Cleantech Competitions: Driving Open Innovation

With the number of cleantech companies growing, and the need for innovative thinking and creative cleantech ideas increasing, cleantech competitions are becoming a key component in delivering fresh minds and new ideas.

Cleantech competitions are a key ingredient in the recipe for cleantech success.  These renewable energy focused competitions are bridging the gap between university students, cleantech start-up businesses, more established companies as well as investors.  For these three target groups of the growing cleantech world, it is a win-win-win-win situation.

For students, these competitions give them a chance to gain real-world experience by using what they are learning in school and creatively applying their knowledge to solve real cleantech problems.  Competitions offer a prize to the winning participant, creating an even greater incentive to participate.  There are also many competitions that target the minds of startup companies.  On the corporate side of things, these competitions give companies new ideas and project proposals from cleantech innovators, at no cost. Finally, investors can use competitions as an effective way to generate quality ideas tapping into entrepreneurial talent worldwide.

Perhaps the largest and most successful cleantech challenge is the CleanTech Open.  The National Grand Prize winner of this competition receives a $250,000 cash prize.  Receiving thousands of submissions to their competition, the CleanTech Open opens the door to a countless number of people to display their creative thinking and innovative ideas.  This open innovation is key to bringing success to the rising cleantech revolution.

The European Cleantech Challenge is another important challenge.  This competition is a yearly business plan competition managed by the leading Italian bank Intesa Sanpaolo and aimed at startup companies in Europe. Another great European initiative is the  Cleantech Challenge a joint initiative by London Business School and UCL.  Cleantech Challenge Mexico is another example of a new competition that is growing in size and participation in a growing economy.

GE’s Ecomagination is another great example of how large companies are leveraging competitions and Open Innovation to drive Cleantech innovation. The initiative was a $200 million innovation experiment where businesses, entrepreneurs, innovators and students shared their best ideas on how to improve our energy future. The competition was also recently launched in China opening more doors for innovation by spreading to new countries.

These are just a few examples that show how cleantech competitions are taking off all over the world.

With this proliferation of competitions and open innovation challenges there is a problem of finding the right competitions to participate in. Our online cleantech platform and ecosystem on our website, is also a great place to find all the latest Cleantech competitions, awards and funding opportunities. We also run our own Open Innovation challenges.  Anyone from a CEO to a university student can find challenges and participate.

For organizations that would rather run a competition on their own dedicated platform, Skipso offers the perfect solution. Through a dedicated and fully customised whitelabel platform, we allow any organization to set up and manage its own competition in few simple steps. An example is the previously mentioned EuropeanCleantech Challenge.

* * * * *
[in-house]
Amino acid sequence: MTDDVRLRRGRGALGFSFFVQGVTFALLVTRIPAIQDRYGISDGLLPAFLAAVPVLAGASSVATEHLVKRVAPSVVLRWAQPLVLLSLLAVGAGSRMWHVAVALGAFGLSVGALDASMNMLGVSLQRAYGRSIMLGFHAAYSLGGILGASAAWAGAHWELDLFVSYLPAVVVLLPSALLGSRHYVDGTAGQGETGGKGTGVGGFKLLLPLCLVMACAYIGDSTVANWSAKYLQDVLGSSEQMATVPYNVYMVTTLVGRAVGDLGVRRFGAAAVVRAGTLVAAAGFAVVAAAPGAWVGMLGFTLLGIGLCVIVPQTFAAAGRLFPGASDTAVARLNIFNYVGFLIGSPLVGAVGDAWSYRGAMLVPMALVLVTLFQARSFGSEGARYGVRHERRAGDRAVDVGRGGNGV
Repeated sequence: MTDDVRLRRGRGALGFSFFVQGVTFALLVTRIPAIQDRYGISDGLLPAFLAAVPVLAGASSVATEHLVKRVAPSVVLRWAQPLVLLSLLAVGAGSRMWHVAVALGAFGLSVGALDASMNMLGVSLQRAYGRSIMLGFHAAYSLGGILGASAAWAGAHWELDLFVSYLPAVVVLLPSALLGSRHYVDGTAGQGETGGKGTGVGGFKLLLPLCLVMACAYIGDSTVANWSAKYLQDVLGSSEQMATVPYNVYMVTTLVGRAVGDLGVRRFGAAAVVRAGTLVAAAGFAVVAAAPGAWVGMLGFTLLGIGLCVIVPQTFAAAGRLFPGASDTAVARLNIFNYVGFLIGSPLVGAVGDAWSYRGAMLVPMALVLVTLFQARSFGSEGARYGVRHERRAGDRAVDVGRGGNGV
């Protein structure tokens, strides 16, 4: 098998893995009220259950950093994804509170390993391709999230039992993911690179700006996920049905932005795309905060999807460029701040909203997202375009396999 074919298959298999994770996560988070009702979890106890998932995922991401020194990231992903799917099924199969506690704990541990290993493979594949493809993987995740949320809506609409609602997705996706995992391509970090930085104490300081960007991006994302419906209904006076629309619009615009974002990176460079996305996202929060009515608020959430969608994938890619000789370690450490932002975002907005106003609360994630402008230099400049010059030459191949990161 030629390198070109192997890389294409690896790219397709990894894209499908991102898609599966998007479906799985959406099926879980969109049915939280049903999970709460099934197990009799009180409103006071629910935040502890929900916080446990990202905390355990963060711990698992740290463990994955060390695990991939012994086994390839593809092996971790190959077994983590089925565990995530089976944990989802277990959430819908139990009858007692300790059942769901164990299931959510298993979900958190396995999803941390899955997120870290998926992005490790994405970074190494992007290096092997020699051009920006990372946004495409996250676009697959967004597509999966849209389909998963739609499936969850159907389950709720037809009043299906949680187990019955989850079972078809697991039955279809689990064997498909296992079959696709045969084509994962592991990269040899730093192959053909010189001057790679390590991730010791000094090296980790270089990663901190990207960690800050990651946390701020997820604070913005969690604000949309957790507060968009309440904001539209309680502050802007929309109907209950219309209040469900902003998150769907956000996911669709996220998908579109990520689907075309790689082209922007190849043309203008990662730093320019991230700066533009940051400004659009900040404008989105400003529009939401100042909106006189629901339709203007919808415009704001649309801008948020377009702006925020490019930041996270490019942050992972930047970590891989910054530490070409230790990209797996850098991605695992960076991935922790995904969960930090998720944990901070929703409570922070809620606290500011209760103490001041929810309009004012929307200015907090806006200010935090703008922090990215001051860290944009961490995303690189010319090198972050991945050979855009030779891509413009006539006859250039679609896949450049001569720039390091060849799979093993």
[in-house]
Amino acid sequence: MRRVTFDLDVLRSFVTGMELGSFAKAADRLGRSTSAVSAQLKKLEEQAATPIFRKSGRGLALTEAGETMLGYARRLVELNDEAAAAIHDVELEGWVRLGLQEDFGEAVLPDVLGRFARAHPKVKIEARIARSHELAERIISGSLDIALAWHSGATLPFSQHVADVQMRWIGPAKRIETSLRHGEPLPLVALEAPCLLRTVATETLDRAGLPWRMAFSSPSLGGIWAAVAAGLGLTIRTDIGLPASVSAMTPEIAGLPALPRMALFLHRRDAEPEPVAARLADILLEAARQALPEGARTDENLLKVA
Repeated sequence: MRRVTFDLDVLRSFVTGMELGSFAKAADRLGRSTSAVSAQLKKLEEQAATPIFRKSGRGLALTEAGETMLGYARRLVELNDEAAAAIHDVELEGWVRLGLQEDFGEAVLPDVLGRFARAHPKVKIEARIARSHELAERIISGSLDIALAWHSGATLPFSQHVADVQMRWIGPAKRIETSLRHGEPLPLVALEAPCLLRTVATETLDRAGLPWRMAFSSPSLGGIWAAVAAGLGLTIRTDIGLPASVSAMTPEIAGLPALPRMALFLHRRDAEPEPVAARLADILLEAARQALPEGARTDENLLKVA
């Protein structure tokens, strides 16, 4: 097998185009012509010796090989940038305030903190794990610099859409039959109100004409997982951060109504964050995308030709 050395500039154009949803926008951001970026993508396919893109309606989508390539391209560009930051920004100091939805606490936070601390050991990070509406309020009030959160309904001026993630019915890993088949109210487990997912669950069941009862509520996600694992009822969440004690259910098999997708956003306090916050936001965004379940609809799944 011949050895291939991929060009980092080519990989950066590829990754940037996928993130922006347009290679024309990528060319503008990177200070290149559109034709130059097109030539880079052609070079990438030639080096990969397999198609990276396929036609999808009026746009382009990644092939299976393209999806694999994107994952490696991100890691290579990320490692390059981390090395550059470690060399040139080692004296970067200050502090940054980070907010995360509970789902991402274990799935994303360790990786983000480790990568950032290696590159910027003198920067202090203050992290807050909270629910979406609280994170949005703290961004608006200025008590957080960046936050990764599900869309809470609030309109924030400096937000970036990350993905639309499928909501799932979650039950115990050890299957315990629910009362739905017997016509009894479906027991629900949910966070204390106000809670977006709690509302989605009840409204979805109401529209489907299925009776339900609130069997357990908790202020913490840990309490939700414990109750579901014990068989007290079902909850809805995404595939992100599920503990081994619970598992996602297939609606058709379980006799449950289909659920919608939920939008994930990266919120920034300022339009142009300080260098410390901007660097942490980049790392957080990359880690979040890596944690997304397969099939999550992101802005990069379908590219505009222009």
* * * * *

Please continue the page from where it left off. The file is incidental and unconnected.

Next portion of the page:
By utilizing the tools that companies like Skipso have created, any organization can leverage open innovation and competitions to drive Cleantech innovation. In doing so, they will also contribute to successfully creating new ideas, connections and jobs globally.

“Building a Greener Future: How Digital Prototyping Drives Clean Tech Innovation”

Erwin Burth, Autodesk business development manager for clean technology, discusses the benefits of digital prototyping in delivering clean tech advancements.

If the likely future growth path of an industry can be determined by the level of investment it attracts then the future looks bright for clean tech. Even the unfolding European financial crisis and a slump in clean energy share prices on the world’s stock markets has not held back the continuing surge of finance for clean energy from venture capitalists.

According to Bloomberg New Energy Finance, wind and solar projects drove financial investment in clean energy to $45.4bn in the third quarter of 2011, a nine per cent rise on the previous quarter and a 16 per cent increase year-on-year. And in the UK too, the results of Ernst & Young’s most recent quarterly clean tech business confidence survey suggest that, despite some recent setbacks, the clean tech sector is also still gaining ground with optimism seeing a significant increase in recent months, thanks, in part, to gathering momentum around the Government’s Green Deal.

Despite this positive outlook, the clean tech sector still faces a range of other complex challenges – not least the need to achieve sustained innovation.

In a sense, the industry is built on innovation. Climate change, landfill shortages, water scarcity and other major environmental challenges necessitate new ways of conserving resources that are no longer viewed as infinite. Entrepreneurs worldwide strive to address such issues through breakthrough technologies and new business models. Fortune 1,000 companies are heavily focused in this area, often collaborating with or acquiring smaller firms to tap into new ideas and new markets and also to support their own future business viability.

Need to Innovate

Strong innovation can play a major role in tackling the critical environmental issues that clean tech companies are concerned with, which are typically discovered thanks to new methodologies and completely new ways of thinking. In many cases, this can only be achieved through redesigning existing approaches and using holistic design techniques to create new ones, ultimately contributing to optimised performance and reduced costs.